The Government only wants small energy producers (5MW or less), to be eligible to use feed-in tariffs and is in the process of setting an energy production cap system. Mr Chesshire said he expected AD operators who produce between 50KW and 5MW of power to be eligible for the simpler feed-in tariffs.
He welcomed the new contract arrangements and said they would be much simpler to use for smaller producers and would be a "boost to the sector".
Mr Chesshire pointed out that Defra has been very supportive of the AD sector so far and said they had done a lot of good work to help the technology progress. He said: "I hope the December meeting helps to move the industry even further along than it is now."
Currently there are few anaerobic digesters built to treat municipal food waste in the UK, although the technology has been used more widely on a small-scale in agriculture to treat wastes like animal slurry.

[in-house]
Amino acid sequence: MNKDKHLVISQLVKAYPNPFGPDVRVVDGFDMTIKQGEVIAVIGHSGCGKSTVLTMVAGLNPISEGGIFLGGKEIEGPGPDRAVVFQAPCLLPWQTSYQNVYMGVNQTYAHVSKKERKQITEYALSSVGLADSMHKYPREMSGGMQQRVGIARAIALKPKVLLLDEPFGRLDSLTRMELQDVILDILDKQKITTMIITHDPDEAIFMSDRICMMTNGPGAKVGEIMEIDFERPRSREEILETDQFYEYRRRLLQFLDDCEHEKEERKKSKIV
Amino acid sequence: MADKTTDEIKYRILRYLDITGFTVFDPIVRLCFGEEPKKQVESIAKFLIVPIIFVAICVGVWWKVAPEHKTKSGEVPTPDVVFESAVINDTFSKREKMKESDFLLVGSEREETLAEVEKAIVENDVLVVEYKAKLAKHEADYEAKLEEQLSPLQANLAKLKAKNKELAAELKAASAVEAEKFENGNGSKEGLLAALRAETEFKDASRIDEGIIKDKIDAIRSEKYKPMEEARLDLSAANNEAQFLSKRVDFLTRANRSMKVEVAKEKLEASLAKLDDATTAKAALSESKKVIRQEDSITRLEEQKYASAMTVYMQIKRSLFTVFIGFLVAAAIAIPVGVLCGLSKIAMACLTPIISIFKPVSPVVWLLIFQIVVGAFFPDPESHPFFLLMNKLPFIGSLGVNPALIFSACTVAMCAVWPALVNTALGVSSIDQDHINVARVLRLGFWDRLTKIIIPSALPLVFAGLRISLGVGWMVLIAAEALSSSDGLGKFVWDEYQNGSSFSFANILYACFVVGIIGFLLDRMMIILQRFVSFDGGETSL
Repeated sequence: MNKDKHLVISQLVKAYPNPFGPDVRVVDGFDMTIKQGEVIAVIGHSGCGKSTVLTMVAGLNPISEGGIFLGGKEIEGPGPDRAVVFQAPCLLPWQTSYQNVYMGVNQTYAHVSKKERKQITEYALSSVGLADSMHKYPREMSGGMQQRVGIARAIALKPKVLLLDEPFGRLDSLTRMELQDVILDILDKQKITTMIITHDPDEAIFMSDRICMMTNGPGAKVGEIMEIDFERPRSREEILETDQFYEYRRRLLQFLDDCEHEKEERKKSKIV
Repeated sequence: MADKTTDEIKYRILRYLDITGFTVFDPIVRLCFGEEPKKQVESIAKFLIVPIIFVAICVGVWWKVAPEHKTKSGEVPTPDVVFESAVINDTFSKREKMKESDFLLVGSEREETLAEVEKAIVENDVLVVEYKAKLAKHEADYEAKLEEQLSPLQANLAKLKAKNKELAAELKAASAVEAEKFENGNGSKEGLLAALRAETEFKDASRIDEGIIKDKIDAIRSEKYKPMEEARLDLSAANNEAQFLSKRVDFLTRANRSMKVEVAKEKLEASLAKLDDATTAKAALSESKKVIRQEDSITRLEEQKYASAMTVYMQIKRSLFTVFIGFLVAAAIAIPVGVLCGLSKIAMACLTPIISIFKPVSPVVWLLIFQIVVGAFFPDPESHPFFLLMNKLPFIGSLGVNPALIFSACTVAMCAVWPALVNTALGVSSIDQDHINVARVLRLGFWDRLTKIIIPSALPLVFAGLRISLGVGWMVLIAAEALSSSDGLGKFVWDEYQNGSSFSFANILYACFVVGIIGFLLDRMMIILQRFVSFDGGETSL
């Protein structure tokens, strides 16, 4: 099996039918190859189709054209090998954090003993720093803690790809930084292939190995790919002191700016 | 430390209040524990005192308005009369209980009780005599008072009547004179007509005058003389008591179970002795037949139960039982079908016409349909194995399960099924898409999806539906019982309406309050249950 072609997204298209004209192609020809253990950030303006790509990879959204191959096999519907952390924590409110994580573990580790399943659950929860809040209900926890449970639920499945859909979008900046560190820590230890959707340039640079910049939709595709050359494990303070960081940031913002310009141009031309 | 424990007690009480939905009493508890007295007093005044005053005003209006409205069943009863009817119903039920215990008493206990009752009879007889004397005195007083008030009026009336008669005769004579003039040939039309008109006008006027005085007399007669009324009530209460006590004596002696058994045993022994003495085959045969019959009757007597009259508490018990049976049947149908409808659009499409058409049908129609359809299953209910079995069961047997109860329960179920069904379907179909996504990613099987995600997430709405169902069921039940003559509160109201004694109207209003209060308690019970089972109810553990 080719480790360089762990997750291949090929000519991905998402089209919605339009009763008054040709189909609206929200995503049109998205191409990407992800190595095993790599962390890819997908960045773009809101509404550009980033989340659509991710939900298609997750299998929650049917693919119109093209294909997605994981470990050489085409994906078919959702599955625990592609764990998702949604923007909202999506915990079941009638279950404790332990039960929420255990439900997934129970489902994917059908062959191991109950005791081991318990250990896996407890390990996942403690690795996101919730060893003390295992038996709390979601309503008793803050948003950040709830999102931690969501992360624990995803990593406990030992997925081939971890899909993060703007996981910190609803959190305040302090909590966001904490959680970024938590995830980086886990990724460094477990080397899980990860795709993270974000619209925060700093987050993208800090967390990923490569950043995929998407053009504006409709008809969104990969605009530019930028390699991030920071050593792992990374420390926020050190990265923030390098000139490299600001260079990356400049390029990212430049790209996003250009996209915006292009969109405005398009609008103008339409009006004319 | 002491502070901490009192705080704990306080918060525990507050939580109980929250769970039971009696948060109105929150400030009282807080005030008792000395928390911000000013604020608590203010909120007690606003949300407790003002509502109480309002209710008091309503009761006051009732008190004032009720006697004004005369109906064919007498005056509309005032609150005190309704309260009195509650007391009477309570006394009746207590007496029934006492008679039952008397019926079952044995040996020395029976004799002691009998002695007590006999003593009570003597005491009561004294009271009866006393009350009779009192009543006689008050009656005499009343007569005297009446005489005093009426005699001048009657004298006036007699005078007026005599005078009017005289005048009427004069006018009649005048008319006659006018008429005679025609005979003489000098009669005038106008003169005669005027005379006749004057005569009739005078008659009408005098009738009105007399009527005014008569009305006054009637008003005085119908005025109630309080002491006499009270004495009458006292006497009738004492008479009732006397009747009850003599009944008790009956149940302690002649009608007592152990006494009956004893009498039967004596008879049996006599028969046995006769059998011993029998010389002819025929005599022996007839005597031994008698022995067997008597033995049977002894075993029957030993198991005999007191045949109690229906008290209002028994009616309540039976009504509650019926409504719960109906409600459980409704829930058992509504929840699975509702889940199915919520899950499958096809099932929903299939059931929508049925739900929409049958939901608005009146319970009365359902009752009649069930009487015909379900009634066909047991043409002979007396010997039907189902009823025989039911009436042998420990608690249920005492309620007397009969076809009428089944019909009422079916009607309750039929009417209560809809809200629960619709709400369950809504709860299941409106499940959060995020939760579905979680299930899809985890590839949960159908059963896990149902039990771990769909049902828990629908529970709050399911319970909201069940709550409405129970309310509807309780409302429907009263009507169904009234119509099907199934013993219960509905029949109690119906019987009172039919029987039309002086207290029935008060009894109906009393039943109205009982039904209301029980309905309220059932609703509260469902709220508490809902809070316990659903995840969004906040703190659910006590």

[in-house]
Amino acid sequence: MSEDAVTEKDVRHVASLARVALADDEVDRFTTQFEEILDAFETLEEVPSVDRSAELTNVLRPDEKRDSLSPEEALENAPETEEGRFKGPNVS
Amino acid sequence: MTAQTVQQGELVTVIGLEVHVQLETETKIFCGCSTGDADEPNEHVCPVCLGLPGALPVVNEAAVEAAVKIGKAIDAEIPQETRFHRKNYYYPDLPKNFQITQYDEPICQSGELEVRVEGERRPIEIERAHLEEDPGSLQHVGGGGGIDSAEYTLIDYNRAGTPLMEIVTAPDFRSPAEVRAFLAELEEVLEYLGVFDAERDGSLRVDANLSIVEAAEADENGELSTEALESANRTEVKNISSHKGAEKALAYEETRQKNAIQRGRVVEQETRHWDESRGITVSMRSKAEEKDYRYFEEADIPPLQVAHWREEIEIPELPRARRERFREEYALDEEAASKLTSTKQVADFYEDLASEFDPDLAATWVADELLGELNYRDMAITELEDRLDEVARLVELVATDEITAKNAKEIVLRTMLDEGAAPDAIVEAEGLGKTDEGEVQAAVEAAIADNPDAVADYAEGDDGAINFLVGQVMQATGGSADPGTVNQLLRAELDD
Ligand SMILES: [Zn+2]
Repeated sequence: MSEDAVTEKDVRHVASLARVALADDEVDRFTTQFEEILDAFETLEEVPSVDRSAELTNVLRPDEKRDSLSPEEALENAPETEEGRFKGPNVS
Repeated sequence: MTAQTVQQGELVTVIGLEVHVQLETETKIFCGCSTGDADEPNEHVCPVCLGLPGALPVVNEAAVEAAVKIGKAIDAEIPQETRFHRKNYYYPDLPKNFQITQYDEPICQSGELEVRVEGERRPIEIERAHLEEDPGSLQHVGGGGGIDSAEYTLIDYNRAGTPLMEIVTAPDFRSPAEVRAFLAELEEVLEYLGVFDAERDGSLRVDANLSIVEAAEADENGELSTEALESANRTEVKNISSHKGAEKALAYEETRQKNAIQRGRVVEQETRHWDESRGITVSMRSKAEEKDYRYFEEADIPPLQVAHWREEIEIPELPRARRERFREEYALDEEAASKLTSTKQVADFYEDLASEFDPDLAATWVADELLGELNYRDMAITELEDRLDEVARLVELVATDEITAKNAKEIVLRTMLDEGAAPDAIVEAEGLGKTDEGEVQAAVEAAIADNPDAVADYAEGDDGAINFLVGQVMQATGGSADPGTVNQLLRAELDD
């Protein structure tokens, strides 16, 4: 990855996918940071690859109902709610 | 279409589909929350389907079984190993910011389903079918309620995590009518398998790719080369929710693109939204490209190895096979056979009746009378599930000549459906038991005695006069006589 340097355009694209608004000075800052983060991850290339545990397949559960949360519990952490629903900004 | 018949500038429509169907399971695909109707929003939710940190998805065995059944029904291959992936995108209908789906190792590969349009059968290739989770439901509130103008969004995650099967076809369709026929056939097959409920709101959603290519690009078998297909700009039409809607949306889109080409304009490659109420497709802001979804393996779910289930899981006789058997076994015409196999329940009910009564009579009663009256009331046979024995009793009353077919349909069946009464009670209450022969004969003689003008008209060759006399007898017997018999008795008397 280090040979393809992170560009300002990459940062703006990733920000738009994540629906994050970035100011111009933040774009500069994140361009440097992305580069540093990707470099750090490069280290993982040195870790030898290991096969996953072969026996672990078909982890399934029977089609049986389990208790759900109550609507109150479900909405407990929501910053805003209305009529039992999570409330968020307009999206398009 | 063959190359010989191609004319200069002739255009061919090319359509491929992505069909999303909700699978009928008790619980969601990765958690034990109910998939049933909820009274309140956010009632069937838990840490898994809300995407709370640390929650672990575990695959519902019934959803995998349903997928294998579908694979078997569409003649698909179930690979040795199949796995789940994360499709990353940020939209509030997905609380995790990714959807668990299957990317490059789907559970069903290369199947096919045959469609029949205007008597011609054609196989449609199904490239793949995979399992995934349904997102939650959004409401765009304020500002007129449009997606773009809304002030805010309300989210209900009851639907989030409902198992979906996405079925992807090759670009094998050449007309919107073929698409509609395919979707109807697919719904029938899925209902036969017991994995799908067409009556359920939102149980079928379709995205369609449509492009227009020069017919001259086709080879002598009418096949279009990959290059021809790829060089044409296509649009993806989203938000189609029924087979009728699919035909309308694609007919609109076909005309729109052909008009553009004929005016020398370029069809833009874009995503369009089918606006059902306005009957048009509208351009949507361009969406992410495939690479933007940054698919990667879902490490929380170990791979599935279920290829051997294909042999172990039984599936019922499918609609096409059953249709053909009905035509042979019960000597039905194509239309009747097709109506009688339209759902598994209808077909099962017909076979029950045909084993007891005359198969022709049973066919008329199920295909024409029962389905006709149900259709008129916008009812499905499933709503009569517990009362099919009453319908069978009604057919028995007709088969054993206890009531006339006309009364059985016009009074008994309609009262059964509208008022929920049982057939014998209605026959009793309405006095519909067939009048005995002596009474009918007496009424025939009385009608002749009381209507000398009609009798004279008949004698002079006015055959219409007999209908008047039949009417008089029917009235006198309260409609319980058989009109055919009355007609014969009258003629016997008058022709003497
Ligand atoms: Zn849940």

However, the Government is keen to increase the amount of municipal food waste digesters in the UK and has repeatedly signalled its support for the technology because of its potential to create energy in a sustainable manner.
Defra outlined its support for the technology in the Waste Strategy for England 2007 and said "it has significant environmental benefits over other options to treat food waste". It also stated that the Government wishes to encourage "more consideration of the use of AD both by local authorities and businesses. It has also awarded "double ROCs" to AD facilities.
See full LetsRecycle article.
I was soon reassured by colleagues that all was OK for those, like me that had not even thought of this, and that biogas did not require REACH registration and compliance.